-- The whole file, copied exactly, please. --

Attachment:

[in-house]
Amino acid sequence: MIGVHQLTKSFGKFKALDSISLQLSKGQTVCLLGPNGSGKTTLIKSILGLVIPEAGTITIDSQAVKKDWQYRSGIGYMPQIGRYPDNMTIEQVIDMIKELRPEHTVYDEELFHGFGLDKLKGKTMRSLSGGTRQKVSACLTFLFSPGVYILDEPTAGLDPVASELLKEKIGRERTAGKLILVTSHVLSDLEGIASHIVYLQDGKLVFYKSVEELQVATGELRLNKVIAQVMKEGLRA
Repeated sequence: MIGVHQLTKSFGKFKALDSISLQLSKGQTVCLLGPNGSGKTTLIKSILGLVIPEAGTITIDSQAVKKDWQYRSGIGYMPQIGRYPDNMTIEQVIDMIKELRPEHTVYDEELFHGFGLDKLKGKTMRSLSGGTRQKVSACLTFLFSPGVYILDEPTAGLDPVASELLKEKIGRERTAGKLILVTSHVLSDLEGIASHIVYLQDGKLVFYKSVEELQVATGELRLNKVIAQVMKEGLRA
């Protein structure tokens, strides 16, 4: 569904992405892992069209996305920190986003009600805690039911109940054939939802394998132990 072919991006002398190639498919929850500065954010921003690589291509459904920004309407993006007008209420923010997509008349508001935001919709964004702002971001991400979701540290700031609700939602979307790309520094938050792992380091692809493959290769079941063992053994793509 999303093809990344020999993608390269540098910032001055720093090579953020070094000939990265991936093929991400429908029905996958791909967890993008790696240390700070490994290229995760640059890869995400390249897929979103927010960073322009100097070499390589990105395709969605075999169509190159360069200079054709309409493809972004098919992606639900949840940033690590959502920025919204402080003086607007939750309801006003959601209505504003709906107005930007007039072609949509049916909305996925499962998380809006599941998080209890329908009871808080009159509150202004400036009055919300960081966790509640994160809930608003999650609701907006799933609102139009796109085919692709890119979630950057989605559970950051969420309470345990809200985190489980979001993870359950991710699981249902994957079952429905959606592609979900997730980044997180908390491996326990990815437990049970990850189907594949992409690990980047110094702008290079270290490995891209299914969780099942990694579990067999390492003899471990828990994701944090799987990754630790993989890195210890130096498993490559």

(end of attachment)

[in-house]
Amino acid sequence: MIGVHQLTKSFGKFKALDSISLQLSKGQTVCLLGPNGSGKTTLIKSILGLVIPEAGTITIDSQAVKKDWQYRSGIGYMPQIGRYPDNMTIEQVIDMIKELRPEHTVYDEELFHGFGLDKLKGKTMRSLSGGTRQKVSACLTFLFSPGVYILDEPTAGLDPVASELLKEKIGRERTAGKLILVTSHVLSDLEGIASHIVYLQDGKLVFYKSVEELQVATGELRLNKVIAQVMKEGLRA
Repeated sequence: MIGVHQLTKSFGKFKALDSISLQLSKGQTVCLLGPNGSGKTTLIKSILGLVIPEAGTITIDSQAVKKDWQYRSGIGYMPQIGRYPDNMTIEQVIDMIKELRPEHTVYDEELFHGFGLDKLKGKTMRSLSGGTRQKVSACLTFLFSPGVYILDEPTAGLDPVASELLKEKIGRERTAGKLILVTSHVLSDLEGIASHIVYLQDGKLVFYKSVEELQVATGELRLNKVIAQVMKEGLRA
């Protein structure tokens, strides 16, 4: 569904992405892992069209996305920190986003009600805690039911109940054939939802394998132990 072919991006002398190639498919929850500065954010921003690589291509459904920004309407993006007008209420923010997509008349508001935001919709964004702002971001991400979701540290700031609700939602979307790309520094938050792992380091692809493959290769079941063992053994793509 999303093809990344020999993608390269540098910032001055720093090579953020070094000939990265991936093929991400429908029905996958791909967890993008790696240390700070490994290229995760640059890869995400390249897929979103927010960073322009100097070499390589990105395709969605075999169509190159360069200079054709309409493809972004098919992606639900949840940033690590959502920025919204402080003086607007939750309801006003959601209505504003709906107005930007007039072609949509049916909305996925499962998380809006599941998080209890329908009871808080009159509150202004400036009055919300960081966790509640994160809930608003999650609701907006799933609102139009796109085919692709890119979630950057989605559970950051969420309470345990809200985190489980979001993870359950991710699981249902994957079952429905959606592609979900997730980044997180908390491996326990990815437990049970990850189907594949992409690990980047110094702008290079270290490995891209299914969780099942990694579990067999390492003899471990828990994701944090799987990754630790993989890195210890130096498993490559």